by Sabia Kamali:
In 2017, on behalf of icddr,b the Director of Communications and Change Management Catherine Spencer was part of a team who accepted the Hilton Humanitarian Prize –the worlds largest annual humanitarian award, which is presented to non-profit organisations who have made tremendous contribution towards alleviating human suffering.
Catherine is originally from Hertfordshire, she moved to Bangladesh two and half years ago, with her husband who works for the British High Commission, she was fortunate to find a job with icddr,b, (formerly known as the International Centre for Diarrhoeal Disease Research, Bangladesh) icddr,b is an international health research organisation located in Dhaka, Bangladesh. We were pleased to interview Catherine who came to UK, on a short vacation visited Bangla Mirror’s office, in London, situated near Brick lane, which is not only famous for curries, but its also famous for its street art featuring artists like Banksy.
Over a cup of coffee, Catherine, Bangla Mirror editor Abdul Karim Goni and I where reminiscing, the beauty of Bangladesh and the amazing work icddr, b does to save lives through research and treatment, icddr,b addresses some of the most critical health concerns facing the world today, ranging from improving neonatal survival to HIV/AIDS. Catherine was saying for her, the history of the organisation is tied up with the history of Bangladesh, as in, it started before liberation, it played an important role during liberation as it treated diarrhoea disease outbreak and after it dealt with the famine. Its also the home where oral disease solution was discovered. In the 60s, Where researchers from icddr,b developed oral rehydration solution (ORS) to treat the symptoms of diarhoeal disease and carried out landmark studies demonstrating its life-saving potential. ORS is estimated to have saved tens of millions of lives worldwide. Currently, icddr,b is one of the leading research institutes of the Global South.
Catherine Spencer is part of the 4,200 strong International Health Research organisation in Dhaka, she works with some of the world- leading scientist and researchers including public health scientists, laboratory scientists, clinicians, nutritionists, epidemiologists, demographers, social and behavioral scientists, IT professionals, to fund low-cost innovative health solutions that has resulted in saving millions of lives in Bangladesh. Her priorities have been to improve life, ensure people live longer and a healthier life via a low-cost innovations.
Catherine Spencer spoke about few of the projects passionately one was Mat for Measuring Maternal Blood Loss – Which was invented by icddr,b scientists to develop and evaluate an absorbent birth mat that, when fully saturated, indicates that mothers need specialist medical care. Along with misoprostol to limit bleeding and umbilical cord cleaning tools, this mat has been incorporated into an innovative safe delivery kit now in widespread use.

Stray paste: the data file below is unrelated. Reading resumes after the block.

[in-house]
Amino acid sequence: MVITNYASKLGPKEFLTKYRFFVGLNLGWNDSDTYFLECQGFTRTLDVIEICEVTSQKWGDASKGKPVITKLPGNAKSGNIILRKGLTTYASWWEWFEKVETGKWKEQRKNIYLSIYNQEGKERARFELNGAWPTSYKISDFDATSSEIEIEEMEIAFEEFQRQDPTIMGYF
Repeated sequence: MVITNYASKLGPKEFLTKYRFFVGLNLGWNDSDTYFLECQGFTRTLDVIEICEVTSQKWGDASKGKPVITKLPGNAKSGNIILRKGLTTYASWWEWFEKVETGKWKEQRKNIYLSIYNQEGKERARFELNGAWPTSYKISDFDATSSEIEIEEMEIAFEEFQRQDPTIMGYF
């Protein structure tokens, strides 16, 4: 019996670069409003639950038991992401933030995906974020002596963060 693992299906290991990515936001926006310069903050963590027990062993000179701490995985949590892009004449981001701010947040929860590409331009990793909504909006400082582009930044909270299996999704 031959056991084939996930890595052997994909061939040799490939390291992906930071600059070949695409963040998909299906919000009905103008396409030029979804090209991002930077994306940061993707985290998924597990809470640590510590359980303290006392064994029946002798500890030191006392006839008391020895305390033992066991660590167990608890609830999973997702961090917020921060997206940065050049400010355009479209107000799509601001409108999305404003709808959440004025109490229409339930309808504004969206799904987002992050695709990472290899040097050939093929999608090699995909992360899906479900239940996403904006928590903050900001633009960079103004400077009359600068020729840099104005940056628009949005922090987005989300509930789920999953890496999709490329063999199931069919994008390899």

She also mentioned her focus is to get people to know and understand that icddr,b does fantastic things, the other project she spoke about was; the one she is working on at the moment, which is bubble CPAP. Which recently had received lots of publicity in Bangladesh and around the world, costing very little bottle tubes which can play the role of a ventilator. It’s basically a non-invasive and used to deliver oxygen via tube to premature newborns experiencing respiratory distress syndrome: symptoms similar to those in severe pneumonia patients. In premature newborns, the lung has a tendency to collapse and bubble CPAP prevents this collapse by maintaining continued sustained pressure of oxygen in the lung.
According to Catherine several factors have been central to their success. Firstly, being embedded within a developing country, we are intimately familiar with health and health systems challenges in such settings. Also apart from being major clinical research, iccddr,b’s Dhaka Hospital is a beacon of health care excellence, treating more than 140,000 patients each year and setting the standard for treating infectious disease and malnutrition, among other conditions.
Her biggest challenge, apart from the roads and traffic in Dhaka has been coming up with solutions that is affordable, effective and efficient that will make a real change to the lives of vulnerable people .
Catherine Spencer, appealed to the British Bangladeshis to get involved in the fantastic job, icddr,b does and to help out financially to continue treating 200,000 people free of charge every year in its dhaka and Matlab sites, every year saving thousands of lives, icddr,b is grateful to the Government of Bangladesh for its long-term financial support that it provides. We work in close collaboration with the government of Bangladesh, to help generate evidence to inform policy development.
You can find out more about icddr,b and its hospital appeal at https://donate.icddrb.org/why_donate